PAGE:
In 1951, O’Toole explains, a more literary version of the same principle appeared in “The Tyranny of Love,” a short story by a writer named Harry Kronman published in Esquire magazine.

“I mean, if you love something very much, you’ve got to go easy with it—give it some room to move around. If you try to hold it tight like that, it’ll always try to get away.”

Today’s iteration of the quote may have come from a college student. In 1969, an American professor named Jess Lair self-published a quotation in a book of writing that included samples from his students and one was much closer to what’s circulating now. O’Toole reports that the students had to write on index cards at the beginning of every class, and whatever they wrote didn’t have to be original, so it’s possible that a student made it up or copied it from someone else, or that it was already a saying people shared at that time.

“Good artists copy; great artists steal.” 

Steve Jobs would have you believe that Pablo Picasso said this. The late founder of Apple twice told the world that he subscribed to the same belief, attributing the quote to Picasso in a newspaper story and during a televised interview.

O’Toole, however, believes the maxim was drawn from a line that had a very different message. In 1892, the author of a Gentleman’s Magazine article about plagiarism wrote: “The great poets imitate and improve; whereas small ones steal and spoil.”

So was it the small and not the great who steal?

According to O’Toole’s research, T.S. Eliot wrote a book of essays about 30 years later and changed its meaning to celebrate intellectual theft, when done properly: “Immature poets imitate; mature poets steal; bad poets deface what they take, and good poets make it into something better, or at least something different.”

Other writers and musicians have been credited with the shorter adage that Jobs repeated, too, with “poets” replaced by “musician” or “artist,” for example.

“Life is a journey, not a destination.”

I can’t think of a quotation that has outworn its welcome more than this one. We’re told that it’s a nugget from Ralph Waldo Emerson that urges us to pay more attention to our experiences than to achievements, and is often pronounced following a setback.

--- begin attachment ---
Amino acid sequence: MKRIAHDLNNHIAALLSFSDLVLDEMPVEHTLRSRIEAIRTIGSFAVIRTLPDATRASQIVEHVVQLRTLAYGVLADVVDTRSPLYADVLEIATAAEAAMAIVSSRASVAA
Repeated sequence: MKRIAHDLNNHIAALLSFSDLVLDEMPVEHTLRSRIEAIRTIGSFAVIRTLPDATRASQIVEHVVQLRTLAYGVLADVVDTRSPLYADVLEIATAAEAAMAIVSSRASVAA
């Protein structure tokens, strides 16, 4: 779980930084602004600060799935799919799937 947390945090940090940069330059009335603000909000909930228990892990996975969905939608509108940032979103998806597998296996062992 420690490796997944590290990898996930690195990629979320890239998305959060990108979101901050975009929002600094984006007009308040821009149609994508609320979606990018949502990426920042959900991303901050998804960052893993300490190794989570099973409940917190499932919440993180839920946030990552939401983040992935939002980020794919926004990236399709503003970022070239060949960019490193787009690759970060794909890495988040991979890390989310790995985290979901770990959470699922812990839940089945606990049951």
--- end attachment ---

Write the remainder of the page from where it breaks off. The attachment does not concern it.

But O’Toole found the first precursor to this saying in “Sunday at Home: A family magazine for Sabbath reading” published in 1853. That publication told readers of its kids section that life “is a journey, not a rest” and that our time from cradle to grave is a passage to the promised land. The same notion—that life is merely a delivery vehicle for our trip to the afterlife—later appeared in other religious texts.

That said, Emerson did write a less easily quoted passage that’s closer but not identical in meaning to what is repeated today. I wish more people would use this, even if wouldn’t fit on a bumper sticker:

To finish the moment, to find the journey’s end in every step of the road, to live the greatest number of good hours, is wisdom.

“Well-behaved women seldom make history”

Today this quotation serves as a spur to self-professed “nasty women,” and a warning to women who believe they can achieve greatness without breaking any social rules. In popular culture folklore, presented as fact, it is spoken by the iconoclastic film star Marilyn Monroe.

“The modern interpretation, I think, highlights the value of protest and civil-disobedience, i.e., making history,” says O’Toole in an email to Quartz. But that wasn’t where this quotation started. The historian Laurel Thatcher Ulrich first wrote these words in an essay in 1976, but her point wasn’t so much to glorify those who break social convention. “She was interested in the lives of women who were well-behaved,” says O’Toole. “She believed that their lives were important and should be recorded.”

The book dissects the history of dozens of phrases, including beloved quotations attributed to Maya Angelou, Bill Gates, Anton Chekhov, Albert Einstein, Carl Sagan, and Jon Stewart. Often the most repeated phrases are found to originate with a journalist, playwright, screenwriter, lesser-known comedian, or even a student. Sometimes it’s an anonymous saying or Chinese proverb grabbed out of the air by a celebrity, which “increases its popularity and transmissibility,” says O’Toole.

Why does O’Toole do all this sleuthing? Because he’d like history to give credit where credit is due, he says—and now that we have the digital tools to set things straight, why not? “I also find it entertaining to see how the quotations have changed over time,” he says.

“There’s nothing wrong with getting quotations wrong,” he adds. “When I’m on Twitter. I see people using quotes wrong all the time.” He never corrects people because, he says, “that would be obnoxious.”

Despite the hazards involved, people will probably never stop quoting famous or poetic lines. As British writer Dorthy L. Sayers (allegedly) said, “It saves original thought.”

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